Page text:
From the Bush to the Cloud: Following the Social Lives of the Skins ‘Dun’ and ‘Dee’


  • Claire Langsford University of Adelaide



commodities, social lives, material culture, mixed-methods, multi-sited ethnography


Tracing the flows and transitions of some commodities can be incredibly difficult. Like their living counterparts, crocodile skins are unpredictable and multiple, submerging in and out of view. They are disobedient, ‘Other’ objects in the sense used by Ihde (1990), as they regularly work against the classifications and transformation activities of human agents. Like Law and Singleton’s (2004) ‘fire objects’ they are both present and absent as their ‘crocodileness’, their status as animal subjects, moves in and out of focus in different cultural contexts. When faced with such devious objects an ethnographer cannot, like Appadurai, view objects as mere conduits of human meaning and intentionality but instead must make use of multiple methods to capture the voices, actions and effects of these objects as they move through processes of commoditisation. Combining online research, practitioner narratives, object interviews and photography, my research and telling of Dun and Dee’s story aims to explore how the crocodile skins’ physical, relational and symbolic properties as animals/objects/commodities have the capacity to affect the emotions, interpretations and creative efforts of cosplayers and others.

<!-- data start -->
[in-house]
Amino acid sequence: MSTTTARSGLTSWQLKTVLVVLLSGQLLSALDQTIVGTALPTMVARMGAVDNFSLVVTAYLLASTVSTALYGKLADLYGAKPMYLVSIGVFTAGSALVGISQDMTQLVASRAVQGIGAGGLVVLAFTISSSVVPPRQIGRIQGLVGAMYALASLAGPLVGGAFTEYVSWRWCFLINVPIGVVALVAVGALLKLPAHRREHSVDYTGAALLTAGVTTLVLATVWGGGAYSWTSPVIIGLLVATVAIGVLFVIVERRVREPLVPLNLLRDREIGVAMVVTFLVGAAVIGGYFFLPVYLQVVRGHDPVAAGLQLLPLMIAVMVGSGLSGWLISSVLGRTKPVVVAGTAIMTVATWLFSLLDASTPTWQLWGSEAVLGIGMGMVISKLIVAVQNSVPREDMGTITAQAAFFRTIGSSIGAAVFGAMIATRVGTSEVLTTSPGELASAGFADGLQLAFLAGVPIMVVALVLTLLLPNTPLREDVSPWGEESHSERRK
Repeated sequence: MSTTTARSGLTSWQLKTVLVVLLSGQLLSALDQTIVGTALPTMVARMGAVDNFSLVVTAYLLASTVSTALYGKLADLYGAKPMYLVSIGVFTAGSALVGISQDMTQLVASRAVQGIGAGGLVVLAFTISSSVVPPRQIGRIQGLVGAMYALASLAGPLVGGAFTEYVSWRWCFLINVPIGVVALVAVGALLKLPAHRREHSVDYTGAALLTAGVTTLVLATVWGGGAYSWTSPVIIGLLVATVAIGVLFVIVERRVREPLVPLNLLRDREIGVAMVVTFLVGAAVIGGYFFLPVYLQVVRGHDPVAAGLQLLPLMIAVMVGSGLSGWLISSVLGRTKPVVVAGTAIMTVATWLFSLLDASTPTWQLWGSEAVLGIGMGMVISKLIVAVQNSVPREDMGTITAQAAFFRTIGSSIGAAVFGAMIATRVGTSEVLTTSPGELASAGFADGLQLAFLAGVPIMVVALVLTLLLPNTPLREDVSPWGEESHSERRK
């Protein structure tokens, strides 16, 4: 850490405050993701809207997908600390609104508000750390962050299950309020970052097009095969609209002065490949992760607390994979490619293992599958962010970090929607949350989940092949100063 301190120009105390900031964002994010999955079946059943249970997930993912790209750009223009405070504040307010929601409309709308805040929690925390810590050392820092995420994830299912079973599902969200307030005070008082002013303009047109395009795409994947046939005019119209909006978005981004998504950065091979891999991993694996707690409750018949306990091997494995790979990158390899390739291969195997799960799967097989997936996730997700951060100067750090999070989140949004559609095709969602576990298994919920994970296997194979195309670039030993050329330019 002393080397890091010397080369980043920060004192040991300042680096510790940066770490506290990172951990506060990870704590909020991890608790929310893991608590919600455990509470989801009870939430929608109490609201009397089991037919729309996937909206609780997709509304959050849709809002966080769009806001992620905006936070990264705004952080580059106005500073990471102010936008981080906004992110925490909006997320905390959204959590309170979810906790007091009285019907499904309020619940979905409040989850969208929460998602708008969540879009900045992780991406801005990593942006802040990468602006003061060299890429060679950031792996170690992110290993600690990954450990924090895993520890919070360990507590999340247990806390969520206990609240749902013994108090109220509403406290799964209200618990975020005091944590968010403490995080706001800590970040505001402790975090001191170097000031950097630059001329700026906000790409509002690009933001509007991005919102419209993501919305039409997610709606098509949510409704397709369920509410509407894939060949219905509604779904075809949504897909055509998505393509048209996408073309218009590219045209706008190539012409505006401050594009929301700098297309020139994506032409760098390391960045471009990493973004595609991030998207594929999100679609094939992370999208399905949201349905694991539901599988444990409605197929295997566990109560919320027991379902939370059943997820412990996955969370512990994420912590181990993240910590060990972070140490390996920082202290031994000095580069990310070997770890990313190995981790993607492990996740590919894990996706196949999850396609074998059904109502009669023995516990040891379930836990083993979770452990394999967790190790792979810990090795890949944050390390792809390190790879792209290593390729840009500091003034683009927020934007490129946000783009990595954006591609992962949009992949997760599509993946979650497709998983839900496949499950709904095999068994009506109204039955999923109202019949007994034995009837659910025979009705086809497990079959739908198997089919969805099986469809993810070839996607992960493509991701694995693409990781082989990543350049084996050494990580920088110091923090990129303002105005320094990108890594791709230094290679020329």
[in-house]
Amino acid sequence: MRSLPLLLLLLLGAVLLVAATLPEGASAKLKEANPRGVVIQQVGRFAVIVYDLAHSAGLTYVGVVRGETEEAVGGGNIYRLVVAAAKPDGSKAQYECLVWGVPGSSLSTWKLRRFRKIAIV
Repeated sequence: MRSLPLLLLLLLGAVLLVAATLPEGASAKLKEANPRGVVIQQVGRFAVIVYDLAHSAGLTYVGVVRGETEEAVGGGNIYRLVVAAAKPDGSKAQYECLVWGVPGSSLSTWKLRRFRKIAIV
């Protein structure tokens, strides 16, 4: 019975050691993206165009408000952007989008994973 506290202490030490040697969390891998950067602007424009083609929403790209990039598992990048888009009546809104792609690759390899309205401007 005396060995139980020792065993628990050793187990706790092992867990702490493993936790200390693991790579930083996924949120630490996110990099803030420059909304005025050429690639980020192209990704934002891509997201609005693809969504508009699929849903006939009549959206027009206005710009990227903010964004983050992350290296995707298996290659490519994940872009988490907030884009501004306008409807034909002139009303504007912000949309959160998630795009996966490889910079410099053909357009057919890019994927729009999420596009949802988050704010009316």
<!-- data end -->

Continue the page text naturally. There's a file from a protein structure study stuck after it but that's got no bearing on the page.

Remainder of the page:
How to Cite

Langsford, C. (2017). From the Bush to the Cloud: Following the Social Lives of the Skins ‘Dun’ and ‘Dee’. Sites: A Journal of Social Anthropology and Cultural Studies, 15(1).